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Latitude: 51.5048 / 51°30'17"N
Longitude: -0.4258 / 0°25'32"W
OS Eastings: 509354
OS Northings: 179607
OS Grid: TQ093796
Mapcode National: GBR 2W.Z74
Mapcode Global: VHFTC.KFRR
Plus Code: 9C3XGH3F+WM
Entry Name: Enterprise House
Listing Date: 31 October 1997
Source: Historic England
Source ID: 1244861
English Heritage Legacy ID: 468926
Location: Botwell, Hillingdon, London, UB3
Electoral Ward/Division: Botwell
Parish: Non Civil Parish
Built-Up Area: Hillingdon
Traditional County: Middlesex
Lieutenancy Area (Ceremonial County): Greater London
Church of England Parish: St Anselm Hayes
Church of England Diocese: London
TQ 07 NE
BLYTH ROAD Enterprise House
Former gramophone factory for His Master's Voice, now warehousing and industrial units. 1912 by the Trussed Concrete Steel Company, E Owen Williams senior designer. Reinforced concrete frame, with posts and beams using the Kahn system of reinforcement patented in 1903 by Albert and Julius Kahn in Detroit, USA, and painted brick infill. The building is unusual for its date not only in its system of construction but that this is expressed externally. Flat roof, with north-facing rooflights to rear. Irregular E-shaped plan, with offset centre denoted by rooftop water tank, its wings projecting to rear. Street facade is 1-10-3-5 bay composition, with offset three-bay centre containing staircase set round central liftshaft and topped by watertank - itself supported on a
concrete frame treated as a tripartite arch to the streetfront. Small pane metal windows with central opening casements. Iron railing to roof. Sides and rear similar, but east side and rear with projecting frame indicating that the building was intended to be extended. The treatment of the reinforcement bars at the top of the columns as a form of capital is distinctive in concrete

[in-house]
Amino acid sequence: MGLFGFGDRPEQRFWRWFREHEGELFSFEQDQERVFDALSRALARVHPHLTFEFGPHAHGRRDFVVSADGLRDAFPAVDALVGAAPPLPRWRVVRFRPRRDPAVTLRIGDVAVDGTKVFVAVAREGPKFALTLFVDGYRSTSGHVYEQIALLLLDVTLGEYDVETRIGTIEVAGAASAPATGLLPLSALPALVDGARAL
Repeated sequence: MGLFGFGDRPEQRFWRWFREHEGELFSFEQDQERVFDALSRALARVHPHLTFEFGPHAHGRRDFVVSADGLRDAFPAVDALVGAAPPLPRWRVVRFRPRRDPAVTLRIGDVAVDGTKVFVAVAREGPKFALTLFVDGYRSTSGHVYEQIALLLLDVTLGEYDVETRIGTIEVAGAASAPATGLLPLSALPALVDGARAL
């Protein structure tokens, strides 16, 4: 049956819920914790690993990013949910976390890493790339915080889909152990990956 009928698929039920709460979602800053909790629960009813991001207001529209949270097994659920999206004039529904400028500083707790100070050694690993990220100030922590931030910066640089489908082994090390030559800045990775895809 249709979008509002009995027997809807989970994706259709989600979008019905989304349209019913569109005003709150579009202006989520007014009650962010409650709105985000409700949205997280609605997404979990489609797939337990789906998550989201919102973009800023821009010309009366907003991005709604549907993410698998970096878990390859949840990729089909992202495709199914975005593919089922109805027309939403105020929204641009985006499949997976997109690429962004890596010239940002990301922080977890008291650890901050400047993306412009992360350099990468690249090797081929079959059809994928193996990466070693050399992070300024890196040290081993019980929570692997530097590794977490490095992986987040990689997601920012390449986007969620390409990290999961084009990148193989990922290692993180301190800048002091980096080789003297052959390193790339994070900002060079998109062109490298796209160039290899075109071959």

construction of this period and is also found internally.
Sir E Owen Williams is the most significant engineer turned architect in twentieth-century British architecture, noted for his work for the Boots Pure Drug Company, the Daily Express and British Overseas Airways Corporation. This is his first known work. It is significant in its own right as an early reinforced concrete building which is unusual for its date in that the frame clearly expressed as a composition rather than hidden behind brick or render. This and the rooftop watertank, a curious architectural feature, has led to the building becoming known as 'Little Chicago'.
Sources: The Builder, 29 March 1912, pp 375-7; Peter Collins, 'Concrete, the Vision of a New Architecture', 1959; David Cottam and Gavin Stamp, 'Sir E Owen Williams', 1986; Andrew Saint, 'Some Thoughts About the Architectural Use of Concrete', AA Files 21, 1991.
Listing NGR: TQ0935479607
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